5. The Answer Is …

So what is a valid Bayes estimator of {c}? Pretending I don’t know {g} or simply declaring it to be a non-statistical problem seem like giving up.

I want to emphasize that this is not meant in any way as a critique of Bayes. I really think there should be a good Bayesian estimator here but I don’t know what it is.

Anyone have any good ideas?

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58 Comments

  1. Posted October 5, 2012 at 9:33 pm | Permalink

    I would recommend Kong, A., McCullagh, P. Meng, X.-L., Nicolae, D. and Tan, Z. (2003). A Theory of Statistical Models for Monte Carlo Integration (with Discussion). JRSS-B, 65, 585-618. Their trick is to place the uncertainty in the base measure for f, not the constant c. This appears to be a more fruitful approach.

    • Posted October 6, 2012 at 8:38 am | Permalink

      Thanks. I meant to include that reference too.
      But again, I don’t think it provides a real solution.
      It seems very similar to the `forget you know g’ approach.

      –LW

  2. Posted October 6, 2012 at 6:56 am | Permalink

    The problem here seems to be that knowledge of g(theta), in principle, fixes c. That is, there exists no valid prior distribution in which we know the function g() and know the constraint $c = \int f(\theta)d\theta$ but don’t know c. (A prior here is a distribution over at least g, c, and theta, and I am taking “knowing something” to mean that the something is true wp1 in our prior.) Without being able to select a prior which expresses the uncertainty we want to reason about, it seems difficult to set up a Bayesian inference problem.

    This paradox seems like an instance of a larger (and really interesting) question: is it possible to use Bayesian inference to reason about the outcome of a known, deterministic computation from known inputs? To do so, it seems like we either have to change my definition above of “knowing something” (but I’m not sure what to replace it with) or change the rules of inference (which seems hard too).

  3. Posted October 6, 2012 at 7:20 am | Permalink

    Are inference (frequentist, Bayesian, Fiducial,…) tools appropriate to solve well defined equalities? I guess this is what Geoff meant by “reason about the outcome of a known, deterministic computation from known inputs”. I have in mind the estimation of multinomial probabilities; any acceptable estimation method will force the probabilities to sum to one.

    I also wonder if independence of the data is a problem? Since c is fixed and well defined, why one expect for different samples to convey different information about it?

  4. Posted October 6, 2012 at 7:31 am | Permalink

    I guess Larry’s point is that if we can do Bayesian inference about, say, the speed of light (which has a fixed but unknown value), why can’t we do Bayesian inference about other fixed but unknown values, such as a partition function? The method that Larry described doesn’t work, but that doesn’t mean that there isn’t one that would.

    Importance sampling can be used to estimate partition functions (the annealed versions work better, but let’s ignore that here). Suppose we have the results of several importance sampling runs using different reference distributions and different numbers of samples, and we want to combine them somehow. A Bayesian method would actually seem to be a sensible way of combining several such runs, because given a value c for the partition function, we can calculate the “likelihood” of each importance sampling run. All we need is a prior over c.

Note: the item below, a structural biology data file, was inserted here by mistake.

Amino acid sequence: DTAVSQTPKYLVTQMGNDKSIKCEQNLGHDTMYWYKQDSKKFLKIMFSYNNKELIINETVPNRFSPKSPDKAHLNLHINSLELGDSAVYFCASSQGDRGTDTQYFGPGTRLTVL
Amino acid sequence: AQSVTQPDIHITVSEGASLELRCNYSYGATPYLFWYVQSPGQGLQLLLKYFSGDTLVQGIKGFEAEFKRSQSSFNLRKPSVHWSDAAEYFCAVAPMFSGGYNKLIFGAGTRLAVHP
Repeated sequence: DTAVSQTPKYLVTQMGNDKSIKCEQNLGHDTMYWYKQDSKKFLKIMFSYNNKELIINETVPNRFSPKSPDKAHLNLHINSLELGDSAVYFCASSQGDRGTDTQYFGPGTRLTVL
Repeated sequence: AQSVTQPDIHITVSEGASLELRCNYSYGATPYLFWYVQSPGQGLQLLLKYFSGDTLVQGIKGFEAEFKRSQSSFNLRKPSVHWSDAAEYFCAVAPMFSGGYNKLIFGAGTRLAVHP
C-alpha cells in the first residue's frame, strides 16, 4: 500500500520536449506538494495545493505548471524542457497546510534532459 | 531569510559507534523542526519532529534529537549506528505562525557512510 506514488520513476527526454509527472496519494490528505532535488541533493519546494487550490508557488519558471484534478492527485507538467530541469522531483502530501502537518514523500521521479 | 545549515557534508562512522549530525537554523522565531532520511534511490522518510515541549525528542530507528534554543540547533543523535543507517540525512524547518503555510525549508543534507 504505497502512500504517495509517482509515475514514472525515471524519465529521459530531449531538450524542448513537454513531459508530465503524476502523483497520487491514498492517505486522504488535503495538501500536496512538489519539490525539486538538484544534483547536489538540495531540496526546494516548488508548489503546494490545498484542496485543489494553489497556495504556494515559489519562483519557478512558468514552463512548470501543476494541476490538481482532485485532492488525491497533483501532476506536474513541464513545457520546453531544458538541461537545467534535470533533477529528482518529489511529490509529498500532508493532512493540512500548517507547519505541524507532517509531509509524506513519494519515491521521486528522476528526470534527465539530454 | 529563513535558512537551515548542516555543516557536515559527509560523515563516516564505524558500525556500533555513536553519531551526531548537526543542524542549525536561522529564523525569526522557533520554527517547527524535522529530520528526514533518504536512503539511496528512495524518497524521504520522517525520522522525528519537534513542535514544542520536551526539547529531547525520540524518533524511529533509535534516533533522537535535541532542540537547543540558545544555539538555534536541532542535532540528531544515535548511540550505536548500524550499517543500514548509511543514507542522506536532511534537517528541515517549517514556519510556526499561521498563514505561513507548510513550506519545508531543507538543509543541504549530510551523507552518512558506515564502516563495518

• Posted October 6, 2012 at 7:43 am | Permalink

      Hmm, calculating the “likelihood” of each importance sampling run is not as easy as I thought (that will teach me to post before checking!) but at least approximating this “likelihood” seems possible. For example, one could build a histogram from multiple runs with the same parameters. (I’m not claiming this is efficient; only that it is possible to come up with a “likelihood” that would let us do Bayesian inference for the partition function c).

      • Posted October 6, 2012 at 7:47 am | Permalink

        This doesn’t work either. I’m stopping before I make more mistakes!

  5. Ricardo Silva
    Posted October 6, 2012 at 9:14 am | Permalink

    I would say there is a difference between knowing a variable in a representation, but not in another. For instance, you can define a number x* as argmax f(x) – we “know” what x* is, but we might not know it in another representation: its numerical value. Unsurprinsingly, there are Bayesian ways of solving optimization problems, solving differential equations, and etc. other numerical problems. Integration is just another numerical problem. And yes, I disagree with Christian. Isn’t knowing the average vote preference of every American just a matter of going to each of them and asking it? Yes, it is harder than getting a computer to evaluate a function at a particular position, but by the end of the day this is about providing estimates of quantities we could not measure due to lack of resources. I don’t see a clash between assuming one knows g(x) in its mathematical definition but not in its numerical form – just because we might immediately compute the numerical value of g(x) for any particular value of x, it is fair to say we do not know what the value of g(x) is for its infinitely many instances.